Trade, Imports & Exports - Forest Business

 Logging truck in front of stack of logsTrade

Softwood Lumber Trade with the U.S.

The U.S. is Alberta's largest market for softwood lumber products; and because of the importance of forestry to Alberta's economy, a stable trading relationship is essential. The 2006 Softwood Lumber Agreement expired on October 12, 2015 and on November 25, 2016, the U.S. softwood lumber industry filed petitions with the U.S. Department of Commerce and the U.S. International Trade Commission requesting the initiation of countervailing, anti-dumping and injury investigations into imports of certain softwood lumber products from Canada. The U.S. Department of Commerce initiated these investigations on December 15, 2016.

On April 24, 2017 the U.S. Department of Commerce issued its preliminary determination in its countervailing duty investigation into imports of certain softwood lumber products from Canada. Also on April 24, 2017 the U.S. Department of Commerce made an affirmative preliminary critical circumstance determination.

Please check the Global Affairs Canada federal government website for updates and recent announcements on this Canada-U.S. trade issue.

The Government of Alberta has responded to these moves by the U.S. Department of Commerce.

Industry stakeholder inquiries can be directed to

Interprovincial Trade Agreements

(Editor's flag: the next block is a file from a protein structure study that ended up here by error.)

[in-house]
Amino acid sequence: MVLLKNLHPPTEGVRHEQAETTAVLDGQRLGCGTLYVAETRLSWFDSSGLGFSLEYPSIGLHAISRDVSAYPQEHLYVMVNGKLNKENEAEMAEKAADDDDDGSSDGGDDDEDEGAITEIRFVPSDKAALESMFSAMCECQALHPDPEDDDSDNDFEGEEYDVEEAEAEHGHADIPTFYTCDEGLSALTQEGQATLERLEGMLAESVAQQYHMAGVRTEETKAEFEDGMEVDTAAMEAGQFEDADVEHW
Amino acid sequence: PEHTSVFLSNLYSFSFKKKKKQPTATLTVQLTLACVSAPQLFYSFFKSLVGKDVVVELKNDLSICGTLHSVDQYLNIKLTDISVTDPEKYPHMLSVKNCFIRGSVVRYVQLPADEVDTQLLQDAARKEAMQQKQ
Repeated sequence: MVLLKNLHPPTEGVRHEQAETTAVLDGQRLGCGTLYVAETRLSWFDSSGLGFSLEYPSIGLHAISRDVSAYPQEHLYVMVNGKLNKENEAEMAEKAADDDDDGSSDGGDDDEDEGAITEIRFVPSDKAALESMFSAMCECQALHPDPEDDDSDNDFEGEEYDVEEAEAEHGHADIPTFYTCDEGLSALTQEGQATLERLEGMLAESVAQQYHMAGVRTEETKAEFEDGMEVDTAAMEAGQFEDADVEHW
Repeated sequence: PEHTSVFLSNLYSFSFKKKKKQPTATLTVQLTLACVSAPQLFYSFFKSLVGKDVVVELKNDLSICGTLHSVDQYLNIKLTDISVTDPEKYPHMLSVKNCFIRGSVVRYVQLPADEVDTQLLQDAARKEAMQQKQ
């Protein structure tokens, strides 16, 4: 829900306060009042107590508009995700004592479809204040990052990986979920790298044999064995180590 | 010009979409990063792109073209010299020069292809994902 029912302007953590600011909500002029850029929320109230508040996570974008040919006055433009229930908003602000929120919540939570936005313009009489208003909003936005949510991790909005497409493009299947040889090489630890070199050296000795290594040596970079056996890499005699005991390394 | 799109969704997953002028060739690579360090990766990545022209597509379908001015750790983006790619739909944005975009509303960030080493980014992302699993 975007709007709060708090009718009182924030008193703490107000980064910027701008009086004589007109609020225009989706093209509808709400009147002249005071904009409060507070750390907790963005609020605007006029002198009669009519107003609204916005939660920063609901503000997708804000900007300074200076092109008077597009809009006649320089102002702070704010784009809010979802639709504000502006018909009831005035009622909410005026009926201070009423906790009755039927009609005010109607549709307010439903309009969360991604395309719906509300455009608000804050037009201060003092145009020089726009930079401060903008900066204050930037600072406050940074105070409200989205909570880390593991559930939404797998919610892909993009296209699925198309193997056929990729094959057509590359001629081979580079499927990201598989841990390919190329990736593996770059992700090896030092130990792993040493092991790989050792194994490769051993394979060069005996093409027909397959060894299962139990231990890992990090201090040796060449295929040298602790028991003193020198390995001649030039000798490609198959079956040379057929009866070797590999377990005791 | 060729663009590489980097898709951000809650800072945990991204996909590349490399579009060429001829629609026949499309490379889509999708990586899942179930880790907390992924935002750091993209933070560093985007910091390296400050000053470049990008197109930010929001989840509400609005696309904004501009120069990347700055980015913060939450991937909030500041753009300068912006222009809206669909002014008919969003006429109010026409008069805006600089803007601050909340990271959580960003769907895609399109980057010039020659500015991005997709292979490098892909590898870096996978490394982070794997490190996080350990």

Agriculture and Forestry is committed to honouring Alberta's trade commitments between provinces and territories and internationally. The department is actively engaged in ongoing trade related negotiations related to natural resources.

Agriculture and Forestry's interests are represented and protected in key federal and provincial programs and initiatives lead through the Alberta ministries of
  • International and Intergovernmental Relations
  • Treasury Board and Finance
  • Human Services
For more information, visit the following websites: Imports and Exports

Stacks of lumberRegulations for importing coniferous logs or forest products with bark attached and for exporting Crown timber volumes and wood chips are managed through policy directives.

These requirements are in place in order to
  • protect Alberta's forests and economy from destructive forest pests that can be unknowingly introduced with shipments of imported coniferous logs and forest products with bark attached
  • ensure wood fibre exports are tailored to economic circumstances
  • enable cross-border trade and
  • stimulate investment and economic development of Alberta's forest industry
Importing Forest Products into Alberta

Review the following directives:
  • 2011-01 Importation of Conifer Logs and Forest Products with Bark Attached
  • 2011-04 Mountain Pine Beetle Log Management
To access these documents, see: For directive 2011-01 above, use the following related online form:
  • Application to Import Conifer Logs or Forest Products
To access this form, see: Exporting Forest Products from Alberta

Review the following directive:
  • 2011-02 Export of Unmanufactured Crown Timber and Wood Fibre
To access this document, see: Contact

For further information on import or export authorizations, contact: Federal Import and Export Information

The federal government, through the Canadian Food Inspection Agency, is responsible for development of forest policies that prevent the introduction and spread of regulated pests into Canada and export programs for Canadian forest products. Links to their programs can be found below:
For more information about the content of this document, contact
This information published to the web on February 18, 2016.
Last Reviewed/Revised on April 26, 2017.